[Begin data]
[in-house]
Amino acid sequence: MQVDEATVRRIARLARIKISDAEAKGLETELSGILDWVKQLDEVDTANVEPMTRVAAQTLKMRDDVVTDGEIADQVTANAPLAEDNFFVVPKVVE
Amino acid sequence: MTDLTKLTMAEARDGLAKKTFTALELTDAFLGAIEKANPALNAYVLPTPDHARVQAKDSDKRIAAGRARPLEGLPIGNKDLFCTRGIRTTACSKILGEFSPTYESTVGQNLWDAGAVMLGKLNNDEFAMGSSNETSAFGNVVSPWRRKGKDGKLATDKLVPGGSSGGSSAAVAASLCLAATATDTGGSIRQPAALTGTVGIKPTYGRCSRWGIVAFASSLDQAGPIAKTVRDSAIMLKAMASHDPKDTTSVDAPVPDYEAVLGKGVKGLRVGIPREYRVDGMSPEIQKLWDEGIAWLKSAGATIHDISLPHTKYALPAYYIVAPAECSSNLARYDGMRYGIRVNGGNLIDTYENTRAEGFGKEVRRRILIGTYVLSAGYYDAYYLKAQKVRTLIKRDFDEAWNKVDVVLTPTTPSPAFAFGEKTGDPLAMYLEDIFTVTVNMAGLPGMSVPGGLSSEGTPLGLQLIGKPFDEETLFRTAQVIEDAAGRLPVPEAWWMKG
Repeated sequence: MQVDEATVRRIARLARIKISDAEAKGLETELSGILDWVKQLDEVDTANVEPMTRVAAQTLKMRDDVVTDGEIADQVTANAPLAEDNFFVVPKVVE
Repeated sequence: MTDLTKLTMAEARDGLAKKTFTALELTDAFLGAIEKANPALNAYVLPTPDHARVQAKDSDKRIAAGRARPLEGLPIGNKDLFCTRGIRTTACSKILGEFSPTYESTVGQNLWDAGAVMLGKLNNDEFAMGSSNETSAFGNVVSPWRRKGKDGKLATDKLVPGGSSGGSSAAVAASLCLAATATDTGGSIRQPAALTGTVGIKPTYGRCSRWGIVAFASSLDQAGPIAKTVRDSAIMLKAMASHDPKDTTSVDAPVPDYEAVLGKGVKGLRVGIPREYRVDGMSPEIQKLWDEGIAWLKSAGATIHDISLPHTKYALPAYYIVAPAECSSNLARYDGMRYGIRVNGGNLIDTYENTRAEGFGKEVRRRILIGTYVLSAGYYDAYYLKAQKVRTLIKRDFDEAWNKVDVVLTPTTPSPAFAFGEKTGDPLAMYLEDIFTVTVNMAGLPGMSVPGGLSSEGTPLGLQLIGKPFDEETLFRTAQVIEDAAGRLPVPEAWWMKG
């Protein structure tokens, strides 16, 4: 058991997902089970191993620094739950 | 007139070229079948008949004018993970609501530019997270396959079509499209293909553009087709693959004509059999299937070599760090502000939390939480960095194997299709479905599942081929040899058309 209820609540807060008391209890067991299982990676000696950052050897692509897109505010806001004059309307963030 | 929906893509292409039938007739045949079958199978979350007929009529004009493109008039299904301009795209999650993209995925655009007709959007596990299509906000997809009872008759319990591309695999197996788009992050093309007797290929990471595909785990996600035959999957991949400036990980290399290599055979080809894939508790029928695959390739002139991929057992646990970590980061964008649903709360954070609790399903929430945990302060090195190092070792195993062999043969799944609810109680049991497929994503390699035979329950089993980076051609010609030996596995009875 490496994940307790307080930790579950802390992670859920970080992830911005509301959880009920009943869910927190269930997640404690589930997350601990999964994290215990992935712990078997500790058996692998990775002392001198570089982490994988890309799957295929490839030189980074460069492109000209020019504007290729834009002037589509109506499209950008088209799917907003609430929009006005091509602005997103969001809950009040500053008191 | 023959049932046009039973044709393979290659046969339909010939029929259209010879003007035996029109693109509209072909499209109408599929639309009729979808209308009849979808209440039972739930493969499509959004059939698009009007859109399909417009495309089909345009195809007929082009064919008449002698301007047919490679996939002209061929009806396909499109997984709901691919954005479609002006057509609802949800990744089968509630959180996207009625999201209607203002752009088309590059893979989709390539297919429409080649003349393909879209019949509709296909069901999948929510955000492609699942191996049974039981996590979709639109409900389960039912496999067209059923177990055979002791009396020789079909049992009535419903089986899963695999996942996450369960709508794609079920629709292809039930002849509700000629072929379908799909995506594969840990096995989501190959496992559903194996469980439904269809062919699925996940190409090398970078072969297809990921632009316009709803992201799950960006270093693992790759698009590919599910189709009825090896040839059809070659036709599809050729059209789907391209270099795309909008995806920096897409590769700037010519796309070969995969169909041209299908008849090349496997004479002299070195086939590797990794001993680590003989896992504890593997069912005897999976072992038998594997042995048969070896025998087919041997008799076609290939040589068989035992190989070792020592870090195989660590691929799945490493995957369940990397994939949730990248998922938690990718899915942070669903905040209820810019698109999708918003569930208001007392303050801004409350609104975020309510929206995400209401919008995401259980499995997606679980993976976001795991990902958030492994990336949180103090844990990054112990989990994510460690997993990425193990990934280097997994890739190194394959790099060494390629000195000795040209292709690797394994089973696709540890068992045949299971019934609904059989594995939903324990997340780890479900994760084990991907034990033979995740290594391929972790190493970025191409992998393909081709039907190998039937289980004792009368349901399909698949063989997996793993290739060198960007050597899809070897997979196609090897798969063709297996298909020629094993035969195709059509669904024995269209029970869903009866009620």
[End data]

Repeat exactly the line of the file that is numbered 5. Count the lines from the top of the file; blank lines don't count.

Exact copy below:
Repeated sequence: MTDLTKLTMAEARDGLAKKTFTALELTDAFLGAIEKANPALNAYVLPTPDHARVQAKDSDKRIAAGRARPLEGLPIGNKDLFCTRGIRTTACSKILGEFSPTYESTVGQNLWDAGAVMLGKLNNDEFAMGSSNETSAFGNVVSPWRRKGKDGKLATDKLVPGGSSGGSSAAVAASLCLAATATDTGGSIRQPAALTGTVGIKPTYGRCSRWGIVAFASSLDQAGPIAKTVRDSAIMLKAMASHDPKDTTSVDAPVPDYEAVLGKGVKGLRVGIPREYRVDGMSPEIQKLWDEGIAWLKSAGATIHDISLPHTKYALPAYYIVAPAECSSNLARYDGMRYGIRVNGGNLIDTYENTRAEGFGKEVRRRILIGTYVLSAGYYDAYYLKAQKVRTLIKRDFDEAWNKVDVVLTPTTPSPAFAFGEKTGDPLAMYLEDIFTVTVNMAGLPGMSVPGGLSSEGTPLGLQLIGKPFDEETLFRTAQVIEDAAGRLPVPEAWWMKG